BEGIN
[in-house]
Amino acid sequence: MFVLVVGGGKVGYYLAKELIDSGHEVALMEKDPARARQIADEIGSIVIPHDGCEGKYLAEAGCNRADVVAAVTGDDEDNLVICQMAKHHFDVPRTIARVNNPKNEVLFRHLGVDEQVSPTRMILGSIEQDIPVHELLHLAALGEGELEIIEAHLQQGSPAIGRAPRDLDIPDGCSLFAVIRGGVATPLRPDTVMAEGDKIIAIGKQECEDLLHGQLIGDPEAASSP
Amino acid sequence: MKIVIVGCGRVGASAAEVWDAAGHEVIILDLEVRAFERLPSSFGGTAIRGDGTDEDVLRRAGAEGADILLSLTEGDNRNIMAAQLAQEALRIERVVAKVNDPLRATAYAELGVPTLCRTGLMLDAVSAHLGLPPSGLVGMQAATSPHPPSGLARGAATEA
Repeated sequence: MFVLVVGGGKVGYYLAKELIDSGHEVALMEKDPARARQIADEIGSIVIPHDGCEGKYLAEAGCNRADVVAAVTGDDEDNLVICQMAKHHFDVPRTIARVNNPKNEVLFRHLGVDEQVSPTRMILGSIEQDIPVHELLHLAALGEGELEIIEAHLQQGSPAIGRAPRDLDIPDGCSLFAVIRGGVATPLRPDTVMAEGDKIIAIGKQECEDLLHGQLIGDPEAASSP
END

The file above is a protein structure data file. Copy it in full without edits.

[in-house]
Amino acid sequence: MFVLVVGGGKVGYYLAKELIDSGHEVALMEKDPARARQIADEIGSIVIPHDGCEGKYLAEAGCNRADVVAAVTGDDEDNLVICQMAKHHFDVPRTIARVNNPKNEVLFRHLGVDEQVSPTRMILGSIEQDIPVHELLHLAALGEGELEIIEAHLQQGSPAIGRAPRDLDIPDGCSLFAVIRGGVATPLRPDTVMAEGDKIIAIGKQECEDLLHGQLIGDPEAASSP
Amino acid sequence: MKIVIVGCGRVGASAAEVWDAAGHEVIILDLEVRAFERLPSSFGGTAIRGDGTDEDVLRRAGAEGADILLSLTEGDNRNIMAAQLAQEALRIERVVAKVNDPLRATAYAELGVPTLCRTGLMLDAVSAHLGLPPSGLVGMQAATSPHPPSGLARGAATEA
Repeated sequence: MFVLVVGGGKVGYYLAKELIDSGHEVALMEKDPARARQIADEIGSIVIPHDGCEGKYLAEAGCNRADVVAAVTGDDEDNLVICQMAKHHFDVPRTIARVNNPKNEVLFRHLGVDEQVSPTRMILGSIEQDIPVHELLHLAALGEGELEIIEAHLQQGSPAIGRAPRDLDIPDGCSLFAVIRGGVATPLRPDTVMAEGDKIIAIGKQECEDLLHGQLIGDPEAASSP